The demographic transition essentially shows that, as a country advances through the chronological stages of the transition, the reproductive rates of people in the country begin to spiral. This is because as countries advance through the stages of the demographic transition, they become more developed and the economical situation of the countries improves.




The Ecological Advantages of Algae

“Even though algae is the tiniest plant on earth, representing only 0.5% of total plant biomass, algae create about 60% of the Earth’s oxygen – more than all the forests and fields combined.”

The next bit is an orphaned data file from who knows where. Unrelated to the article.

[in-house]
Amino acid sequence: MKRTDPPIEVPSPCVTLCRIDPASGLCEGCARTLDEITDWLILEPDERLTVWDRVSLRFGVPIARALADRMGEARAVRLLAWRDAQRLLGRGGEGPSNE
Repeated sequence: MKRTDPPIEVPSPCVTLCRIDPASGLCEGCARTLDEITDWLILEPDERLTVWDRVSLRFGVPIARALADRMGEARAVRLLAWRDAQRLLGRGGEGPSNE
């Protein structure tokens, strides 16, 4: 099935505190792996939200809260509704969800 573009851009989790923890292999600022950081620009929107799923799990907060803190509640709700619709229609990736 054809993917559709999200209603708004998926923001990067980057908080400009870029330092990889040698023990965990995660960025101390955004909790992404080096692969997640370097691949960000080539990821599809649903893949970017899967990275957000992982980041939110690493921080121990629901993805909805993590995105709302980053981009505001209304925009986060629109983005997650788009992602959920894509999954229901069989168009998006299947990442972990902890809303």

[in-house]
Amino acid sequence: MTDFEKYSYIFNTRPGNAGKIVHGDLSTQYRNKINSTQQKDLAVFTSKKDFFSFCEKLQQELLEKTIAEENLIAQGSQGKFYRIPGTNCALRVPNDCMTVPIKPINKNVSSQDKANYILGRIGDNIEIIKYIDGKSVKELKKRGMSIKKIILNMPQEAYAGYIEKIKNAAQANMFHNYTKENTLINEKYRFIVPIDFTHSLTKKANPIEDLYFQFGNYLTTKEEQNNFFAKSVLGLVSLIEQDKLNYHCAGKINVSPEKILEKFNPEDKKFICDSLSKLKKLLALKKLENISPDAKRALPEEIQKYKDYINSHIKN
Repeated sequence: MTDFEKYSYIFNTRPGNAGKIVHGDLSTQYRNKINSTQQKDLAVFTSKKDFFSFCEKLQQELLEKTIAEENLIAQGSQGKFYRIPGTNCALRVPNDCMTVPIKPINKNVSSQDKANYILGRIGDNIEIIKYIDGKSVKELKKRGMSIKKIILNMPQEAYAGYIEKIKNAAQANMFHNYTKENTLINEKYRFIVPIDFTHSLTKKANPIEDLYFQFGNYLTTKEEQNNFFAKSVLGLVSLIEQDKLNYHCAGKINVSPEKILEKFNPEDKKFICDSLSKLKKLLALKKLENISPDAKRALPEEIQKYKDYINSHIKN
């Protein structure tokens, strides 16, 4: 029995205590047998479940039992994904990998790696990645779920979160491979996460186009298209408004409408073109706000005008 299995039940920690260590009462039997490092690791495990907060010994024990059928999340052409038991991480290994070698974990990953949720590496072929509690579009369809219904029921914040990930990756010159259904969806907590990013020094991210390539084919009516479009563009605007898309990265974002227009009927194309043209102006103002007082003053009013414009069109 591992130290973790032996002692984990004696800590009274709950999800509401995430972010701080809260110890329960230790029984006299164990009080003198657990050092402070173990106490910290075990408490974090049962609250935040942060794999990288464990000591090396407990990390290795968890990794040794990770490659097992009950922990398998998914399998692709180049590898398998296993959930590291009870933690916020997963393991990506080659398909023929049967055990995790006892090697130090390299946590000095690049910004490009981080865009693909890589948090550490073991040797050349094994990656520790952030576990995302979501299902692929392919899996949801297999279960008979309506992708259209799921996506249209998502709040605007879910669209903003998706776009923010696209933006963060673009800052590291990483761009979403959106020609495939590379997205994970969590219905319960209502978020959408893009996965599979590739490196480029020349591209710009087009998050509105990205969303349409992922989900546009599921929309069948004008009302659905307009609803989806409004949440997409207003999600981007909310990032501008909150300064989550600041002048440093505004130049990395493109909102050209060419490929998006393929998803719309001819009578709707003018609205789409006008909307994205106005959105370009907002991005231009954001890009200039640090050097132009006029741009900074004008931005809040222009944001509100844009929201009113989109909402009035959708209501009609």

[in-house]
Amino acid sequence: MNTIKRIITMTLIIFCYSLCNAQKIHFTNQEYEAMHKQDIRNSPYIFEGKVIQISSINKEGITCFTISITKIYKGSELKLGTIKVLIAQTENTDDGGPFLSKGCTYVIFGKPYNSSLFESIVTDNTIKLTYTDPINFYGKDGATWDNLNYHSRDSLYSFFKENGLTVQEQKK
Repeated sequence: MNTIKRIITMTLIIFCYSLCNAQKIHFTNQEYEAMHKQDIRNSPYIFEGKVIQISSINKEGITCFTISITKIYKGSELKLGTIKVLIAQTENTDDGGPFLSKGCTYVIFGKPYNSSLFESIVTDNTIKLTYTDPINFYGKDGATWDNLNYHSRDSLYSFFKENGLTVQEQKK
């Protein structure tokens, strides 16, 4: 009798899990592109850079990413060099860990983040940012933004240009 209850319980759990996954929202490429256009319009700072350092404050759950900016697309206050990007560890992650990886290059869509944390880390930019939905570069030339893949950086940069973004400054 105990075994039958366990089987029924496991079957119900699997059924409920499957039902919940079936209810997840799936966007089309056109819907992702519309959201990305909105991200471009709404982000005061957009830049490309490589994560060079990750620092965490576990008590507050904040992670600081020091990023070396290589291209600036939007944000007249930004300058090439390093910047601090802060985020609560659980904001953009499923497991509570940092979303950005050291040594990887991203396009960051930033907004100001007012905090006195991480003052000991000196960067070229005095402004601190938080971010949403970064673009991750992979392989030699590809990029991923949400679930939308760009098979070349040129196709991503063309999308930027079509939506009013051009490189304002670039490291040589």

–Mark Edwards (Green Algae Strategy)

Two of the most prominent concerns today are renewable resources and clean water. The most promising route for alternative energy along with water filtration is algae. There is so much potential in these tiny organisms that must be understood and utilized to their full potential in order to solve some major problems with the environment.

Microalgae are a part of a group of many organisms referred to as algae. Algae are photosynthetic organisms that can range from the size of one cell, to chains that group together to make a massive single organism. Cyanophyceae, or blue-green algae, Chlorophyceae (green algae), Bacillariophyceae (including diatoms) and Chrysophyceae (including golden algae), are the types of microalgae most commonly used for wastewater treatment, biofuel, and CO2 fixation. CO2 fixation is the process where CO2 emissions in the atmosphere are converted into organic carbon compounds.